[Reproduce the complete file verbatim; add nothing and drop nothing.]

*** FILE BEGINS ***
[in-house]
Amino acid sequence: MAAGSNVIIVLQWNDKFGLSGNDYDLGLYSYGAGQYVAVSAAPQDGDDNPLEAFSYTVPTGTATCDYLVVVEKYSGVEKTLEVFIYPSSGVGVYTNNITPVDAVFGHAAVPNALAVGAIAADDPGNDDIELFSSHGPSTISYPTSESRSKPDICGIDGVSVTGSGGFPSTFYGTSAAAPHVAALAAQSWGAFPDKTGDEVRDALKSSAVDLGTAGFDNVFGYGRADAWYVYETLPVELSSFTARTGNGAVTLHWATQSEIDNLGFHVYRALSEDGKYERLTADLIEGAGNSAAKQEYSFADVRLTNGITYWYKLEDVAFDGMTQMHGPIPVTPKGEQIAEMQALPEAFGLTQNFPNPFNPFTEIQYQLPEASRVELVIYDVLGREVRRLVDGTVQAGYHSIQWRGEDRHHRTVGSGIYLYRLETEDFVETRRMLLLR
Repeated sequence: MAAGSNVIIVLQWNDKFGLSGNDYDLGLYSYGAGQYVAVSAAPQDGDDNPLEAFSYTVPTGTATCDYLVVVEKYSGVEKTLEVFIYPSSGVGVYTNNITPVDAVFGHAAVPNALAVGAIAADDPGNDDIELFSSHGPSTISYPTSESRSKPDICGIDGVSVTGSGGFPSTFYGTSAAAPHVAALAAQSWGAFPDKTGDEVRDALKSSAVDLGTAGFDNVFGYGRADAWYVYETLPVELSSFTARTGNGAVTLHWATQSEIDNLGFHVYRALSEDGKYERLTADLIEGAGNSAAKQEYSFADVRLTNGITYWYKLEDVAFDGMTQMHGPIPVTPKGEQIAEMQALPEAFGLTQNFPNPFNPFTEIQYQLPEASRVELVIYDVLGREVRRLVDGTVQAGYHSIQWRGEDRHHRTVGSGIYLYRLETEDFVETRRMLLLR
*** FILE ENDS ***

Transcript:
[in-house]
Amino acid sequence: MAAGSNVIIVLQWNDKFGLSGNDYDLGLYSYGAGQYVAVSAAPQDGDDNPLEAFSYTVPTGTATCDYLVVVEKYSGVEKTLEVFIYPSSGVGVYTNNITPVDAVFGHAAVPNALAVGAIAADDPGNDDIELFSSHGPSTISYPTSESRSKPDICGIDGVSVTGSGGFPSTFYGTSAAAPHVAALAAQSWGAFPDKTGDEVRDALKSSAVDLGTAGFDNVFGYGRADAWYVYETLPVELSSFTARTGNGAVTLHWATQSEIDNLGFHVYRALSEDGKYERLTADLIEGAGNSAAKQEYSFADVRLTNGITYWYKLEDVAFDGMTQMHGPIPVTPKGEQIAEMQALPEAFGLTQNFPNPFNPFTEIQYQLPEASRVELVIYDVLGREVRRLVDGTVQAGYHSIQWRGEDRHHRTVGSGIYLYRLETEDFVETRRMLLLR
Repeated sequence: MAAGSNVIIVLQWNDKFGLSGNDYDLGLYSYGAGQYVAVSAAPQDGDDNPLEAFSYTVPTGTATCDYLVVVEKYSGVEKTLEVFIYPSSGVGVYTNNITPVDAVFGHAAVPNALAVGAIAADDPGNDDIELFSSHGPSTISYPTSESRSKPDICGIDGVSVTGSGGFPSTFYGTSAAAPHVAALAAQSWGAFPDKTGDEVRDALKSSAVDLGTAGFDNVFGYGRADAWYVYETLPVELSSFTARTGNGAVTLHWATQSEIDNLGFHVYRALSEDGKYERLTADLIEGAGNSAAKQEYSFADVRLTNGITYWYKLEDVAFDGMTQMHGPIPVTPKGEQIAEMQALPEAFGLTQNFPNPFNPFTEIQYQLPEASRVELVIYDVLGREVRRLVDGTVQAGYHSIQWRGEDRHHRTVGSGIYLYRLETEDFVETRRMLLLR